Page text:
IFCI to expand loan book by Rs 60 billion next year with focus on financing

The country's oldest public sector financial institution IFCI in its pursuit to grow its net interest income plans, expects to expand its loan book by about Rs 60 billion in the next financial year beginning April.

The expansion of asset book will also include take out finance where IFCI will pick up stake from other lenders in a good operational infrastructure projects.

"On an average, we will be targeting loan sanction of Rs 5 billion per month beginning next financial year. This would include take out finance also," IFCI MD and CEO E S Rao told PTI.

When every bank is conservative towards the lending, IFCI would do judicious lending as this company has a long history of nation building through the development of infrastructure over last seven decades, he said.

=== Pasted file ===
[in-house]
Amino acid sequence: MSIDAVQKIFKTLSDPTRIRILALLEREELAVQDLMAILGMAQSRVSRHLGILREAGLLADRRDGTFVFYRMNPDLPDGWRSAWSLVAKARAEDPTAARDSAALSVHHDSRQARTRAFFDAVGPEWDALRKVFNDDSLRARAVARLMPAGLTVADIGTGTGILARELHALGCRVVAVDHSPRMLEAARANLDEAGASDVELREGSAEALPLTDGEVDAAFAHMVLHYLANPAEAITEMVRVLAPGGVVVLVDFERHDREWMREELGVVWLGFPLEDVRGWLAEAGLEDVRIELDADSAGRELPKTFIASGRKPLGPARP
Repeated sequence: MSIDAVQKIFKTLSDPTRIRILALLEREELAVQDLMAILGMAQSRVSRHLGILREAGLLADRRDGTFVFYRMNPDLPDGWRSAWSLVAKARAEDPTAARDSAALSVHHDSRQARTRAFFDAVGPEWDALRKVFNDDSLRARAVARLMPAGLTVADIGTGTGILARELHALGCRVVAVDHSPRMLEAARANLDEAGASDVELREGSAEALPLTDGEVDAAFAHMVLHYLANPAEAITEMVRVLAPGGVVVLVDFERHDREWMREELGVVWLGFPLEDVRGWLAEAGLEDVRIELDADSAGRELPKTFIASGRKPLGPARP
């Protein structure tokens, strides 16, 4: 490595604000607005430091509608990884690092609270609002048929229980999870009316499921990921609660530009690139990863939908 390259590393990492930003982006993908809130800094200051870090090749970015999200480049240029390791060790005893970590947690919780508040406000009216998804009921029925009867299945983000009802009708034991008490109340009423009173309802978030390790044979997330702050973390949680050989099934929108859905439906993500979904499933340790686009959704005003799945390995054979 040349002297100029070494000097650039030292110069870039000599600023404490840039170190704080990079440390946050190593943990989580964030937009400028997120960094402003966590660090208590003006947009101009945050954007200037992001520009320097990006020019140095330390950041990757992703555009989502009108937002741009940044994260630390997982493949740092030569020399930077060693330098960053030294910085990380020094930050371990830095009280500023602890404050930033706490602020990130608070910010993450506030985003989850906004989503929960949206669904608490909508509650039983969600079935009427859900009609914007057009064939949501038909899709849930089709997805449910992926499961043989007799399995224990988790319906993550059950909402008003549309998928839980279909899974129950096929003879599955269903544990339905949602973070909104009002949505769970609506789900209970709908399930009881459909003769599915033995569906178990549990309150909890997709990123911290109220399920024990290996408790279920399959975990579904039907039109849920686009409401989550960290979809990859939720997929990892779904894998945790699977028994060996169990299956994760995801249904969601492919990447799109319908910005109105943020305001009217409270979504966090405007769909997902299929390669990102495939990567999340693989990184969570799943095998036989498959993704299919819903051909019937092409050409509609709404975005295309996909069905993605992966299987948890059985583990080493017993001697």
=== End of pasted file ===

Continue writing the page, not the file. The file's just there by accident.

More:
"So going ahead, the focus will be to maintain a positive net interest income, report operational profits and maintain adequate capital adequacy," he said.

During the current financial year, the company had sanctioned loans of Rs 52.7 billion and disbursements were at Rs 36.18 billion as of December 31, 2017.

IFCI is derisking its balance sheet by being selective in its financing of industry, agriculture and infrastructure and financing projects that have good credit ratings.

"We are refinancing infrastructure projects that are up and running to minimise risks," Rao said.

Asked about capital infusion, he said, the government will soon pump in Rs 1 billion through preference shares as the Extraordinary General Meeting of the company has just cleared the proposal.

Following the infusion, the government holding in the institution will increase from existing 55 per cent to about 56 per cent.

For the third quarter ended December 2017, IFCI reported standalone net loss of Rs 1.76 billlion as against net loss of Rs 451 million in the same period last financial year.

However, the total income rose slightly to Rs 6.5 billion during the quarter under review, as against Rs 6.35 billion in the year-ago period.